A CAD rendered image of Ara Flow. Four parts can be seen: the test card, the collection wand and tip, and the sample vial
College of Engineering Unit: 
Chemical, Biological, and Environmental Engineering
Project Team Member(s): 
Melissa Mitchell, Christopher Bock, Ellie MacGregor and Xavier Ferris
Physical Location at Expo: 
Community Plaza
Project ID: 
Project Description: 

Our project is AraFlow, a lateral flow device that detects trace amounts of the proteins Ara h2 and Ara h6 in food within minutes. Ara h2 and Ara h6 are the main proteins in peanuts that trigger severe allergic reactions. When creating AraFlow, we wanted to design a device that was accurate, sensitive, fast, inexpensive, and easy to use. So how does AraFlow work? Our device was inspired by commonly used lateral flow devices and uses an ELISA sandwich assay to detect peanut proteins. A small sample of food to be tested is placed in the sample processing vial via the sample collection wand and tip. A water based buffer solution in the vial then breaks down the sample, and releases any Ara h2 and h6 proteins into solution. Next, the vial is pressed onto the test card, releasing the solution onto a nitrocellulose lateral flow strip. As the solution flows down the strip, the Ara h proteins will bind to dye-tagged anti-Ara h antibodies at the beginning of the nitrocellulose strip. This dye will produce either one line for control– meaning that the food sample does not have Ara h2 or Arah6– or two lines–meaning that there are peanut proteins present. We believe that AraFlow can ensure food safety and confidence for those with severe peanut allergies.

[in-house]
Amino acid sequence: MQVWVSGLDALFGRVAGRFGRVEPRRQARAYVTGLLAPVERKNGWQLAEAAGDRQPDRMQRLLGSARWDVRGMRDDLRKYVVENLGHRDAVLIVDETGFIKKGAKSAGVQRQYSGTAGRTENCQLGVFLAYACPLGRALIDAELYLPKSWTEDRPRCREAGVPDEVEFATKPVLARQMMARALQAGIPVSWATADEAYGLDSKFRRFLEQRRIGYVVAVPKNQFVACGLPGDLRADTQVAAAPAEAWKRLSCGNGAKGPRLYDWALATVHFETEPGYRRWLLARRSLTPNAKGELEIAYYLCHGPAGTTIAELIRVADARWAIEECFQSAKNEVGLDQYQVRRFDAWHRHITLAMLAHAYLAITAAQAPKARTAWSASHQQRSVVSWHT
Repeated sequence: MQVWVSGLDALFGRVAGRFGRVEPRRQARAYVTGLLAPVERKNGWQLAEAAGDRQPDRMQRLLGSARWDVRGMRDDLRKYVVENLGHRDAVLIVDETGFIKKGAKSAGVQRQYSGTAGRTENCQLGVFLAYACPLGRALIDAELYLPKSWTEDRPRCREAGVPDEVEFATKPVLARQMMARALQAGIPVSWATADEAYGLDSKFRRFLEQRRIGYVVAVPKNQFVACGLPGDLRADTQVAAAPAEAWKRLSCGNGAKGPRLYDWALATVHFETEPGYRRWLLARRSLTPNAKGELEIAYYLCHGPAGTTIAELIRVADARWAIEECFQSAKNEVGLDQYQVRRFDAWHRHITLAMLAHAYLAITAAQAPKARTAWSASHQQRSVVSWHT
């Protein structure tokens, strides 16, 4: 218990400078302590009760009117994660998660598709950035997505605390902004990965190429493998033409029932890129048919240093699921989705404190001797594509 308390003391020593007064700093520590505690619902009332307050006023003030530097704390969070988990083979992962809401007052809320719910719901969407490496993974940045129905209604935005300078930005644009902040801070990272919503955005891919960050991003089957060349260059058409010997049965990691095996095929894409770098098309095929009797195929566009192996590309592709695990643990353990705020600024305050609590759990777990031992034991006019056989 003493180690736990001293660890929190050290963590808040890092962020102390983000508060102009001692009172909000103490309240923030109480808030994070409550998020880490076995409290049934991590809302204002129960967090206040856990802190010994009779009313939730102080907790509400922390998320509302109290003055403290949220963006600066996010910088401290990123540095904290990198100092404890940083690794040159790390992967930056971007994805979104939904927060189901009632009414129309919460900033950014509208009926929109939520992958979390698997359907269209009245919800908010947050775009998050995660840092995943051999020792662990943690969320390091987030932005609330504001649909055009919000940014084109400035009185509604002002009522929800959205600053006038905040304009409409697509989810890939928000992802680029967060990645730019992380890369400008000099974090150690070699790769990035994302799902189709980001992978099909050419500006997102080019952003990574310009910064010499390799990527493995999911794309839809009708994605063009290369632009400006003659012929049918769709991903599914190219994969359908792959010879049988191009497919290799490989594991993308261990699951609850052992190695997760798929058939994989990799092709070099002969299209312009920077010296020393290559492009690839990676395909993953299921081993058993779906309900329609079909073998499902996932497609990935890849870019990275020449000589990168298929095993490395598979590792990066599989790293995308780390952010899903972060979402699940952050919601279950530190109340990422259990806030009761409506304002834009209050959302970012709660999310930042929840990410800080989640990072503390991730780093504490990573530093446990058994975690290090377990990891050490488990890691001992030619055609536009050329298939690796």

Project Communication Piece(s): 
PDF icon BIOE.06 Expo poster667.35 KB